the iron was saved, and the wood sawed into four foot lengths, piled in lots, and sold at auction.
The old abutments of great boulders needed no repair.
The wooden piling was replaced by three pieces of split granite, and the season being favorable, the work had progressed so rapidly that these neared completion in January.
The total cost of the aqueduct and lock thus rebuilt was nearly $7,000. The stone was sunk into the river's bed, and so well did these men perform their work that no repairs were needed, when forty-five years later the Boston
avenue bridge was built upon it and served the public for twenty-seven years. Those who may have witnessed its demolition and the construction of the graceful granite arch now spanning the river, and remember the difficulties then encountered, can readily see that without the aid of steam and modern appliances, that this was a work of no little magnitude and speaks eloquently of the men who did it.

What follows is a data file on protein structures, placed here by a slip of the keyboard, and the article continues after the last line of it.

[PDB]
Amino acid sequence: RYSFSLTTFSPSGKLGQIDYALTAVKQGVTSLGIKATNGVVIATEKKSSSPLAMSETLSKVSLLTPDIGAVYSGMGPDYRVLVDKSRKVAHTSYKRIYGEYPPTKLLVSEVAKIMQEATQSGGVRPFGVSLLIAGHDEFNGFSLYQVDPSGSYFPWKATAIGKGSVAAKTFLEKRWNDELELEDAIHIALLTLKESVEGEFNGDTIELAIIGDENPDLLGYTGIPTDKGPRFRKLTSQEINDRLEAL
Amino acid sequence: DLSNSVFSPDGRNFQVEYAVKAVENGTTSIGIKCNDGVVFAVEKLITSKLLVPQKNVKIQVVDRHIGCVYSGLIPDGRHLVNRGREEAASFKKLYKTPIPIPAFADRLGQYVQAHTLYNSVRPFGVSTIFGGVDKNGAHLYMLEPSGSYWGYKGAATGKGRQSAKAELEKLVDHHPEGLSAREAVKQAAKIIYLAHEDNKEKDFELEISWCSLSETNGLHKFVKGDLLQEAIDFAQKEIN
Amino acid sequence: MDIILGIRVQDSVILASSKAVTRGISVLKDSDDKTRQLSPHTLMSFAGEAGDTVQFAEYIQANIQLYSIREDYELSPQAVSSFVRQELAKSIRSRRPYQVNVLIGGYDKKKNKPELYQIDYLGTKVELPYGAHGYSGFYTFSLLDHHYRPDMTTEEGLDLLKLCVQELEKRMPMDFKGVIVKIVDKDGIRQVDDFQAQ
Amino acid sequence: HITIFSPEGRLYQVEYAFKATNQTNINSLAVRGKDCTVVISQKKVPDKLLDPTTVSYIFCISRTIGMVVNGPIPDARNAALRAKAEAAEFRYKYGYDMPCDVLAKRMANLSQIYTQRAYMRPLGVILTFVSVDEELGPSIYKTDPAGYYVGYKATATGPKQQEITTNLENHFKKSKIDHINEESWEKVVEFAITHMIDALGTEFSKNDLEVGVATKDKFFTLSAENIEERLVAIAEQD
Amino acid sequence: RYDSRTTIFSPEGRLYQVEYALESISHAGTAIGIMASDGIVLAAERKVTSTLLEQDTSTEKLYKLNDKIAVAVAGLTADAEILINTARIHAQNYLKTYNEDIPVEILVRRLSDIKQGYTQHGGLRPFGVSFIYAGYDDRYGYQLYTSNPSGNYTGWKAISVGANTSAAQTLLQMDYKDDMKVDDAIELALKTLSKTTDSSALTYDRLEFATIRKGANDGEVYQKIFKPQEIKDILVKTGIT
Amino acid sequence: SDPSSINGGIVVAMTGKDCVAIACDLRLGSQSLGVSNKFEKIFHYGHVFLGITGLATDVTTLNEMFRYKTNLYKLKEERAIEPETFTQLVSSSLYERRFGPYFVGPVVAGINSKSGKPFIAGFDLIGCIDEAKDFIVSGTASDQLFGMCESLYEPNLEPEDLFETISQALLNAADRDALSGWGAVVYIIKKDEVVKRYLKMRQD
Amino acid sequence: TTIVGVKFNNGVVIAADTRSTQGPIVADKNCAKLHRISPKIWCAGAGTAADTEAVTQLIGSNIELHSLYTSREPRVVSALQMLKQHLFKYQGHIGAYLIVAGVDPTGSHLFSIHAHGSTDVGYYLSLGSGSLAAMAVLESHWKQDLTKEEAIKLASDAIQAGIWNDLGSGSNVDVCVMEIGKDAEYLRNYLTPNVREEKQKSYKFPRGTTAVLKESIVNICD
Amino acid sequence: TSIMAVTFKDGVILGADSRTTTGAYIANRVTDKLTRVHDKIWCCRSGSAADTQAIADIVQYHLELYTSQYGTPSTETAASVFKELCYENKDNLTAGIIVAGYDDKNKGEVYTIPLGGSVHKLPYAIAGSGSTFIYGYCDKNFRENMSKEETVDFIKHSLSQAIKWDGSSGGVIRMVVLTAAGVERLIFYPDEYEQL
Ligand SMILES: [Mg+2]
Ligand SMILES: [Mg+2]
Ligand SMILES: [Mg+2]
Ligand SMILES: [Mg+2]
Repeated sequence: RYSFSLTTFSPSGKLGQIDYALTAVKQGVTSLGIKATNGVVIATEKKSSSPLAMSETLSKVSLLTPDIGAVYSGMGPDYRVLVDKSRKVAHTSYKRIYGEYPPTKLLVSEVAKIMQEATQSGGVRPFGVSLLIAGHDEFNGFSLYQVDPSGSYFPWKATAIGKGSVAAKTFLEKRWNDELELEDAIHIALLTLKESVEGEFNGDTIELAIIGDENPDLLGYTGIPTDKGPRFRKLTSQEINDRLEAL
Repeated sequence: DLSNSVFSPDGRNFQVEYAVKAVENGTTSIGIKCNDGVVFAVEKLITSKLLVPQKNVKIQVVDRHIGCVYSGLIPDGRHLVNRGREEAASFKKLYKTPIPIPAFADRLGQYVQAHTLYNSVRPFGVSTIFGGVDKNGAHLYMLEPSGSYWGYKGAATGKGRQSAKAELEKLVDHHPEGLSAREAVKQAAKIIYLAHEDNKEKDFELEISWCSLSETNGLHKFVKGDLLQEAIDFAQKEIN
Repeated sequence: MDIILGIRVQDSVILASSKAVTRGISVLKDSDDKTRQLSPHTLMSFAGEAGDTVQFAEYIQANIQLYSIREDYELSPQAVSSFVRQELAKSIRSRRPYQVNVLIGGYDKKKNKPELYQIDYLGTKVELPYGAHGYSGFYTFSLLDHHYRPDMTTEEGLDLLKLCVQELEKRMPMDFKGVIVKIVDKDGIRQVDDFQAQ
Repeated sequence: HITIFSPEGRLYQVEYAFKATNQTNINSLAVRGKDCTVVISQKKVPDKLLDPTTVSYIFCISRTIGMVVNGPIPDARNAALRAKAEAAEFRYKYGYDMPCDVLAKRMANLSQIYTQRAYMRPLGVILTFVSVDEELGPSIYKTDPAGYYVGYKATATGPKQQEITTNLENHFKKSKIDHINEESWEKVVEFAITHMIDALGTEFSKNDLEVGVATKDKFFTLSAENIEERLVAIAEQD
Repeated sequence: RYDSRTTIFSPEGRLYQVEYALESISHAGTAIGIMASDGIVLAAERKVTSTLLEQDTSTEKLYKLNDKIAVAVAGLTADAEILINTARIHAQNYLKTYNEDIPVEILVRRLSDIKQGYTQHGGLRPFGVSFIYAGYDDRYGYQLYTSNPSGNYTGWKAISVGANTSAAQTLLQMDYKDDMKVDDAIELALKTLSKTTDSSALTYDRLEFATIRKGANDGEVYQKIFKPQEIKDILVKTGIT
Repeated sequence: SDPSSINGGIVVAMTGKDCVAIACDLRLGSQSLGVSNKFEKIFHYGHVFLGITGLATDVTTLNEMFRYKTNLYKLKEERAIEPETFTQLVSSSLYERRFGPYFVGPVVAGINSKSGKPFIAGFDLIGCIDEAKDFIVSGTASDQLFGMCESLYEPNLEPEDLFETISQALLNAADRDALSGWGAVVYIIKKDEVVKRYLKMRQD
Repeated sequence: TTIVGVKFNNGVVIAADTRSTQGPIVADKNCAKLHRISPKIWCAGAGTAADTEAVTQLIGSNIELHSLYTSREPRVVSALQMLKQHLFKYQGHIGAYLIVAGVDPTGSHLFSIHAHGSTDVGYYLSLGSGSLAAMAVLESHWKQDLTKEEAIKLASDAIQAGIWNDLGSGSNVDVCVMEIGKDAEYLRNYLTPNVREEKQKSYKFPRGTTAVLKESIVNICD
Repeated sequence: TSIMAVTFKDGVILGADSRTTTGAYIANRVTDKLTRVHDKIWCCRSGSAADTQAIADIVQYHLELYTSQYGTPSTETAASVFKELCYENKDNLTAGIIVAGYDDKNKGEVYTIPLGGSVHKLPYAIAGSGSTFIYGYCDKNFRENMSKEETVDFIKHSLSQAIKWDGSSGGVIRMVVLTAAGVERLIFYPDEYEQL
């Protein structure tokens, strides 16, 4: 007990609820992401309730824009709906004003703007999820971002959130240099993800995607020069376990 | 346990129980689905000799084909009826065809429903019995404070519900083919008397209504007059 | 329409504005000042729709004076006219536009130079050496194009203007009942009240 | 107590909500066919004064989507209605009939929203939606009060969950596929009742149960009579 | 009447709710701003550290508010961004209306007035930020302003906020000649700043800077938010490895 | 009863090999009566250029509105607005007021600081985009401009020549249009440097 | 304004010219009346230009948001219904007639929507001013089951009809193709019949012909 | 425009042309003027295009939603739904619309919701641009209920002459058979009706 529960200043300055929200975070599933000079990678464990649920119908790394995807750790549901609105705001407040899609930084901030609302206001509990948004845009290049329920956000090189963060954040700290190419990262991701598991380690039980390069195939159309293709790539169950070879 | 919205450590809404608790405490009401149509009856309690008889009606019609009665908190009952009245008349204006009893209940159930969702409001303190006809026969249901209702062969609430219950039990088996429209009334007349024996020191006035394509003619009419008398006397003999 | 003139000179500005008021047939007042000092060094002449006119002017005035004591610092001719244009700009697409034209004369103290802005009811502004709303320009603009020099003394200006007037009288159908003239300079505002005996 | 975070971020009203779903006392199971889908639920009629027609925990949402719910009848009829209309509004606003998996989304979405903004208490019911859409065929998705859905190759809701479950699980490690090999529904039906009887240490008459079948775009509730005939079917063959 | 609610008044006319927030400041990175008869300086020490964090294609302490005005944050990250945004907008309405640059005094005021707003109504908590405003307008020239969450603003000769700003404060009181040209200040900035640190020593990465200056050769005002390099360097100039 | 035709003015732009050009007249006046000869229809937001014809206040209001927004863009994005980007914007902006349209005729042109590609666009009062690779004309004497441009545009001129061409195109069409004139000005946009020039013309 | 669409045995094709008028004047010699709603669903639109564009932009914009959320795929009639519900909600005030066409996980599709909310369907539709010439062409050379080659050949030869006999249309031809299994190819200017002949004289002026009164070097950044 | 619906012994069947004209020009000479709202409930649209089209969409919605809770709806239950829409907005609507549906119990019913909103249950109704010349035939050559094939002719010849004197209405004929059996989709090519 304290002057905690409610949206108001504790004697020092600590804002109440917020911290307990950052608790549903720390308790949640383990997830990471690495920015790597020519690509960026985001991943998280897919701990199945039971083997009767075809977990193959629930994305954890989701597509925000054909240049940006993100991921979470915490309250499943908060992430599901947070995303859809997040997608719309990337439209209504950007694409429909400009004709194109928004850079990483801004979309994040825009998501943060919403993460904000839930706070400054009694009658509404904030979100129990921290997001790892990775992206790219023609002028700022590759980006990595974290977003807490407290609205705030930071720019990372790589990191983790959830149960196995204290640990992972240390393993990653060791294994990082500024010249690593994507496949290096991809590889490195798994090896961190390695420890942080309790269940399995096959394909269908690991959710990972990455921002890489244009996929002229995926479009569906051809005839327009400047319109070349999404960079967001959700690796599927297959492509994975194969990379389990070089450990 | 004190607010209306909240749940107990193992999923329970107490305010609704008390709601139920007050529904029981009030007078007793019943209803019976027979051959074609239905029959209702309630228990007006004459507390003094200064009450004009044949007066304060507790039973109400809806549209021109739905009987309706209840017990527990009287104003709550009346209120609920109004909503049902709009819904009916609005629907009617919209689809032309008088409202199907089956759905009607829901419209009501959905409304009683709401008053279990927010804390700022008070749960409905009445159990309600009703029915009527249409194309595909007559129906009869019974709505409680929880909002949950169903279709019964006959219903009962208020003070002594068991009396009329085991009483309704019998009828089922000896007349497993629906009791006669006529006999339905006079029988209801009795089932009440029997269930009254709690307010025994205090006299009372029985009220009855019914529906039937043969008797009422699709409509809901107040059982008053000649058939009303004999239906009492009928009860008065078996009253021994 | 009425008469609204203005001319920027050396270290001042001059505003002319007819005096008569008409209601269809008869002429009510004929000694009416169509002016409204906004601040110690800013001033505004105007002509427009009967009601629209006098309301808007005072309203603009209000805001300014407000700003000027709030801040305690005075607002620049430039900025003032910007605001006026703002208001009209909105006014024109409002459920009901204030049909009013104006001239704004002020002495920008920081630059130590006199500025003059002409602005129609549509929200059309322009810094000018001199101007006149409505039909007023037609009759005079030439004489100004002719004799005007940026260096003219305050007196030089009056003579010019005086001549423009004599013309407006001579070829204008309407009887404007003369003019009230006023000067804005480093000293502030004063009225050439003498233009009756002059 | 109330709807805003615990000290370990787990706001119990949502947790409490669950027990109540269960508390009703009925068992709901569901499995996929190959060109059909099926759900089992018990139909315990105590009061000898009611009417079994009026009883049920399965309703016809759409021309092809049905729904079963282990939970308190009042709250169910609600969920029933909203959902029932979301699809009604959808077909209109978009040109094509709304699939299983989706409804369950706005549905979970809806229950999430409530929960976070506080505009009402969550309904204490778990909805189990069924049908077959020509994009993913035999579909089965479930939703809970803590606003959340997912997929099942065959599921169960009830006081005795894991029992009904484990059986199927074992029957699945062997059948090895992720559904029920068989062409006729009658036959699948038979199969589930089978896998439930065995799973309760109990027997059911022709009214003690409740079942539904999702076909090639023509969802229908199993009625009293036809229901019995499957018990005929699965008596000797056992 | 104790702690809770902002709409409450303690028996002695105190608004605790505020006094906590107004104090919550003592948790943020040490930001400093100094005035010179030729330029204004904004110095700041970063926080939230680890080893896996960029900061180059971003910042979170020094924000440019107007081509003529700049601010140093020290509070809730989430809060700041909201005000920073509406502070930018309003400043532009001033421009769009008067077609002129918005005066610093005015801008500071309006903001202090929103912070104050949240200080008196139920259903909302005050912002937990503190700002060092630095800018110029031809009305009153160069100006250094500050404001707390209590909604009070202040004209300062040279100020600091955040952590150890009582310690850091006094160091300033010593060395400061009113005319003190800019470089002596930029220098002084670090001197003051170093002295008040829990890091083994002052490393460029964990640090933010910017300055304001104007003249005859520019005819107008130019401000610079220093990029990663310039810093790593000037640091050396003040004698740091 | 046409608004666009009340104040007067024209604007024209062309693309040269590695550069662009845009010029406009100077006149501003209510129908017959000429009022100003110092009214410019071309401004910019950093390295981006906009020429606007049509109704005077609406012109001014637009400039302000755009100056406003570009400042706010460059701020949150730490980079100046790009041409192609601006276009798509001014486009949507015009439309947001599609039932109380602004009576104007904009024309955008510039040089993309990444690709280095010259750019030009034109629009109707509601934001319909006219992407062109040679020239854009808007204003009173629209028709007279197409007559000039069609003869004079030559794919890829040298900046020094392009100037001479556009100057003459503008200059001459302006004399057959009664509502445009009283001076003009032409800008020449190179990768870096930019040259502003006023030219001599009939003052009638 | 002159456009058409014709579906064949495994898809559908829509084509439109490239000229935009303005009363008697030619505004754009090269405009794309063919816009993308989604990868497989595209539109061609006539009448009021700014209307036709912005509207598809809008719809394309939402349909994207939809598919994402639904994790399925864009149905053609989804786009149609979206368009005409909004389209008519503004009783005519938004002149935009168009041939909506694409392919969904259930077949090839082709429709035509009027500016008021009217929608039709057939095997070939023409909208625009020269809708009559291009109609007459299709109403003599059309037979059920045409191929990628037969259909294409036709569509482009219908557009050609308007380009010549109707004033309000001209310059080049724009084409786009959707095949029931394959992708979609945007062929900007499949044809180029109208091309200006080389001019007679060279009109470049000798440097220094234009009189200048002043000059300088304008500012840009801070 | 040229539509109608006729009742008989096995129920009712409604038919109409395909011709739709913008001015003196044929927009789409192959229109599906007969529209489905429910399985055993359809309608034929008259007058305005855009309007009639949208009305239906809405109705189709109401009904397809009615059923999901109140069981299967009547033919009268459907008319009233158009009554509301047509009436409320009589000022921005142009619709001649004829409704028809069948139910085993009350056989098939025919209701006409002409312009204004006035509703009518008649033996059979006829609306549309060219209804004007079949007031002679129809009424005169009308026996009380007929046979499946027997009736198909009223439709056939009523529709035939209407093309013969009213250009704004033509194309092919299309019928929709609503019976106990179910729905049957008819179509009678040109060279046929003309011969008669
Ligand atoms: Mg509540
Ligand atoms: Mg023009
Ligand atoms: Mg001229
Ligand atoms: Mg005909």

The lock was situated just south of the present Arlington street, and at the time when the writer first saw it, the woodwork had been long removed and only the boulders that composed its walls remained.
At the present, beneath the surface of Boston avenue, lie buried the foundation stones; a difficulty the workmen of the sewer and water department of these later years have to struggle with.
The tavern was located just north of the lock, and was built before the one at Wilmington
, which was its counterpart.
There was, however, on the spot an older building, which formed its ell, this shown by the difference in material and construction.
The addition, made in 1830, was upon the front, and contained a large dining room, and across the entrance hall was the barroom, where the boatmen indulged in rum and molasses, popularly known as ‘black strap.’
Two noble elms shaded the house and were sacrificed in the building of the avenue in ‘73.
In the spring of ‘89 the tavern was removed to the bank of the river, remodeled into tenements, and now stands at the end of Canal street.